So. The USA did not wish to share the technology which had created the atomic bomb and Stalin saw this as a clear threat to the Soviet Union. These trials were held in Nuremberg during 1946. when President Roosevelt died on 12 April. Churchill was replaced by Clement Attlee. Germany was to be de-militarised. but Britain and the USA were able to resist this. Wherever possible. Berlin was divided into four sectors. Great Britain. a message condemning the actions was sent to Stalin. Hungary. Stalin and his Soviet forces resisted democracy and tried to ensure that new governments would be loyal to the Soviet Union. Nazis were removed from important positions and leading Nazis were to be put on trial for war crime. by April colder relations between the two countries were already evident. There would be free elections in Germany. Lithuania. Each zone would be occupied by one of the four Allies. Stalin was desperate to re-build the damaged Soviet economy. freedom of speech and a free press. Romania. Soviet forces were occupying parts of Germany and Austria.democratic actions in Poland. He was succeeded by Harry Truman who took a much tougher line with Stalin. Germany would pay reparations for the damage caused by the war. Stalin wanted the permanent partition of Germany.the promises he had made. Most of this would go to the USSR. either in money or goods. War criminals would be tried and punished. relations between the USA and the Soviet Union became more strained. The Nazi Party would be dissolved. the USA and the USSR. . Estonia. Latvia. On 16 July the USA had tested its atomic bomb. France. In addition. However. It was agreed that Stalin could take machinery from the Soviet occupied zone and would be allowed some machinery from the western zones (the Soviet zone was primarily agricultural). Bulgaria. who had become Britain’s new Prime Minister following the July general election. The Potsdam conference was the last of the conferences between the leaders of the allies during the Second World War. During the conference. Germany was divided into four zones. which meant that Truman no longer needed to rely upon the Soviet Union in the war against Japan. What was decided at Potsdam? Germany Ideally. When Truman became aware of Stalin’s anti. Germans living in Eastern Europe would be transferred into Germany. All German naval and merchant ships were to be given to the Allies. By July Soviet forces had occupied most of Eastern Europe: Finland. Czechoslovakia and Poland.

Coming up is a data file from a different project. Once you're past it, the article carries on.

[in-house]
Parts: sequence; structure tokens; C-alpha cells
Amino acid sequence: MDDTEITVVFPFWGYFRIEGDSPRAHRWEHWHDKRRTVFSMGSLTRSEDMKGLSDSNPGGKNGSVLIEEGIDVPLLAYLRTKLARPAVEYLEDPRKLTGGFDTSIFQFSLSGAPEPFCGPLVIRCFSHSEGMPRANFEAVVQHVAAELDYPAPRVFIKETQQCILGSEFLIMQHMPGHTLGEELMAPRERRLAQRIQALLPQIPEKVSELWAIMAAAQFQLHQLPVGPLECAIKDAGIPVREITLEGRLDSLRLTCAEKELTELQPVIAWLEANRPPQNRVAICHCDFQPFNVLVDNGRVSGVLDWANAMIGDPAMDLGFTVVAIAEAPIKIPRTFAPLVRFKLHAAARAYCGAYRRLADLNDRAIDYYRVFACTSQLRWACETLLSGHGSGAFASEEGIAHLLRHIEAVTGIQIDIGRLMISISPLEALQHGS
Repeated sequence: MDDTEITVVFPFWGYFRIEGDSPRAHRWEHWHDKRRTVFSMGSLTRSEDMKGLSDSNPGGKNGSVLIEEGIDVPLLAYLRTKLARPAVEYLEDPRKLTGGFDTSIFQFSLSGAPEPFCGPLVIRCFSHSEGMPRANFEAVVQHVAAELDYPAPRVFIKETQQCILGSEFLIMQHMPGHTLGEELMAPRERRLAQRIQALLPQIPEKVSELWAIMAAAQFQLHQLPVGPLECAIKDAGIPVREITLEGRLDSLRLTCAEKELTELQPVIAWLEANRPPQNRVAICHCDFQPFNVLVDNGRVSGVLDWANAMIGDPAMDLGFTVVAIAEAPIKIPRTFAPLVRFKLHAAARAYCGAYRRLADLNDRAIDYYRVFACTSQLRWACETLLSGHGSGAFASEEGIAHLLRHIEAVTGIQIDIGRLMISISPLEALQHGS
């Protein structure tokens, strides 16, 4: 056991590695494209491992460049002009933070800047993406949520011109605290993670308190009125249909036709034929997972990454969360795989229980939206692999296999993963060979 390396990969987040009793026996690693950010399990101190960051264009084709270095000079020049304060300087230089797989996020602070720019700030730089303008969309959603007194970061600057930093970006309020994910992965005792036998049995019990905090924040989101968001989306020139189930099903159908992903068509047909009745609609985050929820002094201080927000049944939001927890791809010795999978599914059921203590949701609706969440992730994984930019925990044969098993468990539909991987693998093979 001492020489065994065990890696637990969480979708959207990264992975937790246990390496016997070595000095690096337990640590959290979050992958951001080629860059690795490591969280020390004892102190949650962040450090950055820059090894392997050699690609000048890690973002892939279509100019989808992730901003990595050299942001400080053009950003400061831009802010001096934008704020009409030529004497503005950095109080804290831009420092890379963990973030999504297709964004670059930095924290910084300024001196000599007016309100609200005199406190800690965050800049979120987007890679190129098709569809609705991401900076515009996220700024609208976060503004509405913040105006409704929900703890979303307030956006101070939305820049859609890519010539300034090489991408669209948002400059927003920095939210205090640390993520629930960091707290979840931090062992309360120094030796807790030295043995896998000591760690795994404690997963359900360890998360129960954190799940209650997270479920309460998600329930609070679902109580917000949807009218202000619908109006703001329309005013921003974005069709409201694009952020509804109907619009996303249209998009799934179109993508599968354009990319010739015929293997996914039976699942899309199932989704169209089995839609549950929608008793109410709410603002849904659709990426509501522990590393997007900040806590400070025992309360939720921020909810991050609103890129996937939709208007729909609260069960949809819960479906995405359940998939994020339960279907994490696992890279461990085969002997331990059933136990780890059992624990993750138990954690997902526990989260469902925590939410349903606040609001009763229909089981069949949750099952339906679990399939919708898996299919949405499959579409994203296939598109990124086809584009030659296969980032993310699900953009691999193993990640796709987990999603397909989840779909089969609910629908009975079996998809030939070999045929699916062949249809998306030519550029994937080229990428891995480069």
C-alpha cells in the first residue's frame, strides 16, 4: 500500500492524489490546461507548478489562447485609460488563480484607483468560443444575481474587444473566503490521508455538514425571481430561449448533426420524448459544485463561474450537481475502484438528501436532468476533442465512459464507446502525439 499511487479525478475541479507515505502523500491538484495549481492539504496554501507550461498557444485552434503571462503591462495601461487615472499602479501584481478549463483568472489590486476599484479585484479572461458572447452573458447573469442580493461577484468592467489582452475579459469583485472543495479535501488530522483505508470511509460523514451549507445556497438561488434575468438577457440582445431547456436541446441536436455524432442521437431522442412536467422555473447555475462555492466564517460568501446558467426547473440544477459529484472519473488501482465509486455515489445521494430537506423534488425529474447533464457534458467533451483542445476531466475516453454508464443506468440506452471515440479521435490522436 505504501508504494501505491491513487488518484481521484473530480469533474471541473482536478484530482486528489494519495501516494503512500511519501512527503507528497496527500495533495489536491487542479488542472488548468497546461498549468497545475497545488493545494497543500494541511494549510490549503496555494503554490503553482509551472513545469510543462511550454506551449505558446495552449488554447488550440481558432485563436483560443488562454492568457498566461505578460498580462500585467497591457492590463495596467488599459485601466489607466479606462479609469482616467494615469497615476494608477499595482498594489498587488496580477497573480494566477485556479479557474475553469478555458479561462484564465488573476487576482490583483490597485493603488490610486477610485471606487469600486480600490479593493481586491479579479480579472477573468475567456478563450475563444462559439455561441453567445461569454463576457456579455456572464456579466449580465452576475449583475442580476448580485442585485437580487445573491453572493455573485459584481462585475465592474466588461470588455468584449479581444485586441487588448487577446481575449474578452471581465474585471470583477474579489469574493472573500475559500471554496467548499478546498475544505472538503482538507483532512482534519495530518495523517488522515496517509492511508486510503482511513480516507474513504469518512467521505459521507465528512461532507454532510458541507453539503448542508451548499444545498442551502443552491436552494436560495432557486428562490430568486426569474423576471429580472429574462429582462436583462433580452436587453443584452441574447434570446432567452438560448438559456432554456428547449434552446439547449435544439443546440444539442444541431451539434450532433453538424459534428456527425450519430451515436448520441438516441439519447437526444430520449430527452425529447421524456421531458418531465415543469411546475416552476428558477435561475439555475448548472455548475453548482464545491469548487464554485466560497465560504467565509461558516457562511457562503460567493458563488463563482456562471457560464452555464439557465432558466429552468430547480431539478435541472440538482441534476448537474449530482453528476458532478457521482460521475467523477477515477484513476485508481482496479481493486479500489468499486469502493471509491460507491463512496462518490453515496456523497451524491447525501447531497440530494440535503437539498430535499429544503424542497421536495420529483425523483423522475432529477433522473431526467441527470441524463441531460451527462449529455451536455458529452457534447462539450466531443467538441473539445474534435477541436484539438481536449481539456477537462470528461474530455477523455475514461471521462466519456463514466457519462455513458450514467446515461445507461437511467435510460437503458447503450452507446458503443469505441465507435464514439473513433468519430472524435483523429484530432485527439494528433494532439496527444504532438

The note stated that the Soviet Union would never co-operate with the USA and its long-term aim was to expand its empire. The UN had emerged from decisions made at meetings in Moscow. A hot war is a conflict in which actual fighting takes place. but during the 1950s and 1960s it spread across world. During 1945–46. It was agreed that the Polish frontier was to be moved westwards to the rivers Oder and Neisse. there were also many disagreements at Potsdam. Stalin’s policies showed that he did not trust the West and he kept control of those countries of Eastern Europe that had been liberated from Nazi rule. President Truman received a note about Soviet foreign policy from one of his advisers. . It was to be the means whereby a buffer zone would be created. A cold war is a war conducted against an enemy by every means without resorting to fighting. What was the Cold War? The events of 1945 to 1949 led to what became known as the COLD WAR. One of the most important decisions at Potsdam was the agreement of the Allies to take part in the United Nations. which had been occupied after the end of the war. Missouri in 1946. Winston Churchill made a speech in Fulton. Eventually. President Truman tried to force the USSR to allow free elections in the countries of Eastern Europe. This was the beginning of the ‘Cold War’. but there was very little actual fighting. during which he referred to the ‘iron curtain’. It was a war of propaganda and ideas. This is the name used to describe the hostility between East and West which existed until the late 1980s. the ‘iron curtain’ became a thousand mile long armed border cutting off the Communist countries of Eastern Europe form the non-communist west. (Stalin’s agents in the USA had kept him informed of the whole bomb project. Washington and finally San Francisco. Churchill said the ‘iron curtain’ started at Stettin in the Baltic and went to Trieste in the Adriatic. Thus the Soviet Union had to be contained – the policy of containment was born. the cement which had kept the Allies together began to erode. At first it was confined to Europe. This led to Winston Churchill coining the term ‘Iron Curtain’.Poland Stalin viewed the issue of Poland as crucial to the security of the Soviet Union. Stalin pretended to be very angry about not being told about the US development of the atomic bomb. In March of that year. The ‘iron curtain’ In February 1946. Teheran. as the USA and the Soviet Union sought to gain influence and control over as many countries as possible. Despite the progress made about Germany and Poland.) Thus the Grand Alliance began to fracture and with the defeat of Hitler in 1945.